How can India equip itself for technology-led transformation?

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New Delhi | Published: May 25, 2018 2:24:46 AM

The government, private firms, start-ups and academic institutions have been advancing innovation and development in these technologies.

India has witnessed a wave of transformation brought about by disruptive technological innovation, which has served to provide connectedness and economic inclusion to large sections of the population. The advent of mobility devices, Cloud and Big Data platforms, and online social platforms powered by high-speed networks and plummeting hardware costs have helped thrust India into the current technological age.

However, the next phase of technological evolution will be characterised by rapid strides in emerging areas like artificial intelligence (AI), robotics, Internet of Things (IoT), drones, virtual and augmented reality (AR and VR) and blockchain. In case of a technology like AI, the widespread nature of use-cases where AI can be applied has turned it into perhaps the most significant ‘general purpose’ technology that cuts across business functions and industries.

The government, private firms, start-ups and academic institutions have been advancing innovation and development in these technologies. For instance, the Artificial Intelligence Task Force—constituted under the ministry of commerce & industry to shape India’s AI roadmap—released its findings and recommendations to the government. Flagship programmes like Make-in-India and Digital India aimed at bolstering India’s manufacturing sector and digital transformation, respectively, will rely heavily on advancing capabilities of AI, machine learning (ML), IoT and others to push towards an Industry 4.0 ecosystem.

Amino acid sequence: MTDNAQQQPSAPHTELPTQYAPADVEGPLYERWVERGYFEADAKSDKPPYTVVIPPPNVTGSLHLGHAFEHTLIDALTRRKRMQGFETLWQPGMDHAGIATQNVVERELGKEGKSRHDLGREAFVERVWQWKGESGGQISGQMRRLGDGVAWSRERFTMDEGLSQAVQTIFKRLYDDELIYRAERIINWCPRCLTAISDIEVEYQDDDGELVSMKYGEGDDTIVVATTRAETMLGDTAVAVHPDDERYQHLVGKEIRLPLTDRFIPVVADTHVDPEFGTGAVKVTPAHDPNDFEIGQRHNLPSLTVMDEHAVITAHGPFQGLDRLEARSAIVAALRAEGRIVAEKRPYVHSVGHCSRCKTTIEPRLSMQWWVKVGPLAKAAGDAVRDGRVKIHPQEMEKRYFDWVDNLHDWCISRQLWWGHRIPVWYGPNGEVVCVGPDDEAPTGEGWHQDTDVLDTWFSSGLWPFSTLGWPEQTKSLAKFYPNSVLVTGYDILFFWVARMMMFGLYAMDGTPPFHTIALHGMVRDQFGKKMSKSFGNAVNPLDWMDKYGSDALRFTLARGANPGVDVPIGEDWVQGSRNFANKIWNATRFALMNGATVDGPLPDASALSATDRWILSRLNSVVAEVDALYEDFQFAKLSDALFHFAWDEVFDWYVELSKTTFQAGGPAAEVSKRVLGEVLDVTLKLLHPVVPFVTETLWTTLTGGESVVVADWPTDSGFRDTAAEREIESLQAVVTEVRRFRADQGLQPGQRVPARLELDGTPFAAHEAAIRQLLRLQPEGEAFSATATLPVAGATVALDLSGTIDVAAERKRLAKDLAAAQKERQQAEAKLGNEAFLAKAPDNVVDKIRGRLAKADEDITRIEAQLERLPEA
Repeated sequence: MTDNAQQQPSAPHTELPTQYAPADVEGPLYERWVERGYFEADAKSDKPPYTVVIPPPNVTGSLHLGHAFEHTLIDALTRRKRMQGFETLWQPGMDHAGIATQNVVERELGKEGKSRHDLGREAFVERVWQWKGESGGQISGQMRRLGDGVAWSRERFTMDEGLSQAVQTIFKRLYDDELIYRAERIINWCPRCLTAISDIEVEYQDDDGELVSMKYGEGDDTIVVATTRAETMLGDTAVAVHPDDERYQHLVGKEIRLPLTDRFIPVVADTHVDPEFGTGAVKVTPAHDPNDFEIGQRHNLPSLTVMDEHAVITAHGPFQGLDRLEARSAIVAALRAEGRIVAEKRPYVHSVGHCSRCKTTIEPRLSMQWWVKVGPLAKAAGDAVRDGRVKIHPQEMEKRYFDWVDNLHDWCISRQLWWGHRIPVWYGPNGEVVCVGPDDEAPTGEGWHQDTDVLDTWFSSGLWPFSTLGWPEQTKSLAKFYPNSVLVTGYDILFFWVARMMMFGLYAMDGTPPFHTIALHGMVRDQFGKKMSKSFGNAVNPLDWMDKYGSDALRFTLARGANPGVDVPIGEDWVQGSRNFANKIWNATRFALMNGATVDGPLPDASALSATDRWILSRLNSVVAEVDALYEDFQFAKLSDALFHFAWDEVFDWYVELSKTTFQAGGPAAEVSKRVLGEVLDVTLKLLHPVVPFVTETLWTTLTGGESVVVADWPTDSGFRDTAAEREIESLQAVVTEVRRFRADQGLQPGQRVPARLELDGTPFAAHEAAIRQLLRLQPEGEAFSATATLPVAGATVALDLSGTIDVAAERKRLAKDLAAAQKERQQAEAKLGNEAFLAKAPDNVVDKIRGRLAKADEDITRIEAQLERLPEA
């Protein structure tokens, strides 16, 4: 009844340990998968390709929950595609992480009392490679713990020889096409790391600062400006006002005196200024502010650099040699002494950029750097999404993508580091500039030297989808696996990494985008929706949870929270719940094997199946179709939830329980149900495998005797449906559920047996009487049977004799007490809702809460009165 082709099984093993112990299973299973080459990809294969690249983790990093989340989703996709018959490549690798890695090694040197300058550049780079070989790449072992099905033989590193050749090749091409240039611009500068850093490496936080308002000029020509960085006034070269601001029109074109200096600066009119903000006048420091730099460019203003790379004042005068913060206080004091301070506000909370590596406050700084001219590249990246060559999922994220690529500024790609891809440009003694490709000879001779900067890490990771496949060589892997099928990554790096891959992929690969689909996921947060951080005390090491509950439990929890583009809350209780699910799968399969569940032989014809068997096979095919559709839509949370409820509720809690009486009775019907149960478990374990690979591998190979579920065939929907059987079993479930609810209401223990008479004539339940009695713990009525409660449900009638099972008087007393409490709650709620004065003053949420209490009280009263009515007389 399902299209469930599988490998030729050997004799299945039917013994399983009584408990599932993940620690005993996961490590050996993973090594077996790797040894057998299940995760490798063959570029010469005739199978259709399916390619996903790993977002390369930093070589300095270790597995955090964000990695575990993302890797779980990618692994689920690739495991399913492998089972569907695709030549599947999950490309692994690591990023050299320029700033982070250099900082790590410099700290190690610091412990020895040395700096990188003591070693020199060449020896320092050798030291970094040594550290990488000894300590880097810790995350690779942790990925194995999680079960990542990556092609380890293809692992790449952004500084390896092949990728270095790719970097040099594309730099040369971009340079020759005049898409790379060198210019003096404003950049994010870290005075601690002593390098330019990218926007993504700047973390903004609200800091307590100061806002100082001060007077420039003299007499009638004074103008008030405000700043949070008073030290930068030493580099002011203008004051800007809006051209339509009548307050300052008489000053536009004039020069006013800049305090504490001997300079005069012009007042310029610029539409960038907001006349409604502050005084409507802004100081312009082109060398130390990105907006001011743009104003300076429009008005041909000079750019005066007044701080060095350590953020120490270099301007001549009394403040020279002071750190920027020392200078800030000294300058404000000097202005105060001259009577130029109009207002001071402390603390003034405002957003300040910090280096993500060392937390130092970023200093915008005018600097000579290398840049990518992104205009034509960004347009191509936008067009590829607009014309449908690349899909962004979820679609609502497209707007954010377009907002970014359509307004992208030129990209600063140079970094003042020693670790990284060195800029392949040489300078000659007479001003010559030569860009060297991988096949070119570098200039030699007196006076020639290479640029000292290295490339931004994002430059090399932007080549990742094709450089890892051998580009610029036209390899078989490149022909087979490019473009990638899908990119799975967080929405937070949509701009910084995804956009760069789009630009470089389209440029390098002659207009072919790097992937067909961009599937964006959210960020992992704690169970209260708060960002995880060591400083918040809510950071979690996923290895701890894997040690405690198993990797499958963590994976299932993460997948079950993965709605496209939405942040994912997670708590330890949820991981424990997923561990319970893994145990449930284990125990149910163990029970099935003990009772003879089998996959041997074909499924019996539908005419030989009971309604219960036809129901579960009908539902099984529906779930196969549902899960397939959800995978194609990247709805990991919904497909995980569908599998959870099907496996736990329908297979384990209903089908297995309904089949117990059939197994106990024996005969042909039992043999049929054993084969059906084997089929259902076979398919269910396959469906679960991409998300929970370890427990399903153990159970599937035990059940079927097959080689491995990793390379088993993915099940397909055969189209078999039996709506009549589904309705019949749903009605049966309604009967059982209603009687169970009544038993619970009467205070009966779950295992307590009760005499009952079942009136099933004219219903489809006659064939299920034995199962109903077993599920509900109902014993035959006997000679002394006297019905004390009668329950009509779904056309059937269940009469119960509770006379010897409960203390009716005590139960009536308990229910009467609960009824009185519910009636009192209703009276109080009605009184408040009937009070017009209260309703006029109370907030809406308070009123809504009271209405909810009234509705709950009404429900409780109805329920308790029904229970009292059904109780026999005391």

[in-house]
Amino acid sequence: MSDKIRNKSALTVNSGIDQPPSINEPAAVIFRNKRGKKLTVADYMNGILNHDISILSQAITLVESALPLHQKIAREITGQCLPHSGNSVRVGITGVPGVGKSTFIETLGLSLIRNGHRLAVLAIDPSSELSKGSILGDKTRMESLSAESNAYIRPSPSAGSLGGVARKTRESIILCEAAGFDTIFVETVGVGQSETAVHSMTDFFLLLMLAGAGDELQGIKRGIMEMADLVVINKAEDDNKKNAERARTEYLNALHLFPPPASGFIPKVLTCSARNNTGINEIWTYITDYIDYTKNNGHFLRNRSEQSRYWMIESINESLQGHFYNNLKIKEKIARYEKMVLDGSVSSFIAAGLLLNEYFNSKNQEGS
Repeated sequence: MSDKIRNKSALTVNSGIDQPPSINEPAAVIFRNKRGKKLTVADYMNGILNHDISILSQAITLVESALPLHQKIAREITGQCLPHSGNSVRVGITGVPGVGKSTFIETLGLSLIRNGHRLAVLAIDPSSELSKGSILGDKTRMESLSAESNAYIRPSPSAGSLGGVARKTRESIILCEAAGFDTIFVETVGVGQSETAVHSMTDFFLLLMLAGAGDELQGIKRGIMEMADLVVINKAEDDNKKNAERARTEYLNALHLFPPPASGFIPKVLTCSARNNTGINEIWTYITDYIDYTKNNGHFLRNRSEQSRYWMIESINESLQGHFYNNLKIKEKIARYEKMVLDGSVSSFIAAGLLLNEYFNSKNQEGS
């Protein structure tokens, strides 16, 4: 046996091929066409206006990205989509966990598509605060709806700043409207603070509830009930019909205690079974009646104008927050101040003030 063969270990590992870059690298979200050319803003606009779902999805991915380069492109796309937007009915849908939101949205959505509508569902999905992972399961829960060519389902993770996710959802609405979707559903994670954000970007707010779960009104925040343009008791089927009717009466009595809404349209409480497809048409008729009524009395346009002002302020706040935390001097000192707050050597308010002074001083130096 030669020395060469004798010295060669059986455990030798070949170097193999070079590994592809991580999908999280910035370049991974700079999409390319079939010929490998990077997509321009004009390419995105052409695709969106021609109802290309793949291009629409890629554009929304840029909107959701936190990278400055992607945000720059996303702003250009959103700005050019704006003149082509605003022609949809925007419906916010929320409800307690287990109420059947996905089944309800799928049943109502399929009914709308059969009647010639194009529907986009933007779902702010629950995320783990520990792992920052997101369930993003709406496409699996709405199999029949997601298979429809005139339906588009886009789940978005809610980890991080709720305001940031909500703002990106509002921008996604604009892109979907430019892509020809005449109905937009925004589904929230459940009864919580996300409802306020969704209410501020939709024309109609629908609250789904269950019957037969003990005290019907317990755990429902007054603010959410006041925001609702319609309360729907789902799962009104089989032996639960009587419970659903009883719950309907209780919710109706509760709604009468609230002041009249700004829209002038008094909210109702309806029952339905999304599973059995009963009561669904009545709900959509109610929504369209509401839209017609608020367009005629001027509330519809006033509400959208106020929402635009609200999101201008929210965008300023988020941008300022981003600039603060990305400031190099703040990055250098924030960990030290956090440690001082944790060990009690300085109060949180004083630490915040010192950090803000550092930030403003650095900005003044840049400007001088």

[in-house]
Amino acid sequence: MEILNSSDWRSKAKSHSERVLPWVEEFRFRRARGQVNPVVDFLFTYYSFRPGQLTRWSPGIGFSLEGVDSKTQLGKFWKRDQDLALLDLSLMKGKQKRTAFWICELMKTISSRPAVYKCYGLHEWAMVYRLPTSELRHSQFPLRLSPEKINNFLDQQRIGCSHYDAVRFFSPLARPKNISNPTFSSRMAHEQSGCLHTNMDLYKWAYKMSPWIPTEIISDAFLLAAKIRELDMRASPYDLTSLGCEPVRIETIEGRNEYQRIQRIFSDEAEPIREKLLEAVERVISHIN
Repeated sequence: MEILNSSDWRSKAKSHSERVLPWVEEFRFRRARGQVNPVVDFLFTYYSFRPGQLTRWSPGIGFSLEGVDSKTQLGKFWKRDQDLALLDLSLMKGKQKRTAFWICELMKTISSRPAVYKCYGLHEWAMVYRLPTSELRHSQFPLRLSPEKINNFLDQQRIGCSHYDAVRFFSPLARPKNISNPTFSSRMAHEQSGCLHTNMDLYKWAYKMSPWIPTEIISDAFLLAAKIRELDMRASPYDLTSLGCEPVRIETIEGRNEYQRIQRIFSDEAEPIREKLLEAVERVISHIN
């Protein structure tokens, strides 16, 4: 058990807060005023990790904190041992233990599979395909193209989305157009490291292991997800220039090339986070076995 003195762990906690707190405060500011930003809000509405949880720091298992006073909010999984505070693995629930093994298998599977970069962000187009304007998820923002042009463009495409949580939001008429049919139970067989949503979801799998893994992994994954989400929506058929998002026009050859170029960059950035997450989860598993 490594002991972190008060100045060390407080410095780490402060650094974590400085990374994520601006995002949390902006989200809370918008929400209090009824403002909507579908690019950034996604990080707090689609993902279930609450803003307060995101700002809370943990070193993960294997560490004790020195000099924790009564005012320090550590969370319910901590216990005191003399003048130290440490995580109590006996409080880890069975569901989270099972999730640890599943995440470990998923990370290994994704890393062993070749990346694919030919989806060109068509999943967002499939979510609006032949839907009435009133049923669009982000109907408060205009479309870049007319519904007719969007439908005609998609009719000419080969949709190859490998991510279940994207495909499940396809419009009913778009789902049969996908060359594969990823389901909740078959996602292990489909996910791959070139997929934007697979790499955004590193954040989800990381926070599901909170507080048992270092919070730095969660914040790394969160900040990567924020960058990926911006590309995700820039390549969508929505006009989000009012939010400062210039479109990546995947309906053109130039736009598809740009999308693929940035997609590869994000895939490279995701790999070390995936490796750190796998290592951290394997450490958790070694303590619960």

While global giants and domestic IT players have been steering their portfolio towards emerging technologies—by introducing AI, ML and IoT platforms, and embedding them within existing products—start-ups have sprung up through a more specialised route, with offerings in AI, robotics, automation, blockchain, etc. In fact, over 30 blockchain start-ups were founded in India in 2016 alone, according to a 2017 PwC fintech report.
Within academia, reputed technical institutions like the IITs have seen teams create patented AI-based solutions, such as in healthcare, to predict the onset of conditions like diabetes and cancer. Some institutions have taken steps to set up centres of excellence for technology research and innovation, and redesigned courses and funded infrastructure, software and platforms.

PwC recently conducted an India-focused research to understand the perceived impact of AI among business decision-makers and regular individuals. Over 58% of survey participants indicated that AI will aid causes like economic growth, health and well-being, education and cybersecurity, and 55% of business decision-makers believed that AI’s benefits such as generating growth and boosting productivity for firms will outweigh employment concerns. These show an overarching positive outlook for AI among people.

However, amalgamation of emerging technologies into existing processes comes with its own challenges. As these technologies rely on rich data, its limited availability and security issues are key barriers for emerging technology innovation. It is imperative, therefore, that the requisite infrastructure and know-how for dealing with cybersecurity threats be developed in advance.

The lack of skilled personnel in ML, deep learning, robotics, blockchain, etc, is another key concern for organisations, which might require efforts by individuals (self-development), organisations (training initiatives), academia (inclusion of new-age technology courses) and government (Skill India, subsidised coaching in technology areas) to overcome.

Other potential barriers include the need for responsible and explainable systems such as industrial and consumer robots and autonomous cars that are easily understood and trusted by humans, the need for seamless human-machine interaction models through applications where technology ‘augments’ humans rather than replacing them, and the need for interdisciplinary collaboration around setting policies and standards. This can ensure India leapfrogs in its quest for discontinuous growth by technology-led transformation.

Sudipta Ghosh, Partner & Leader, Data & Analytics, PwC India

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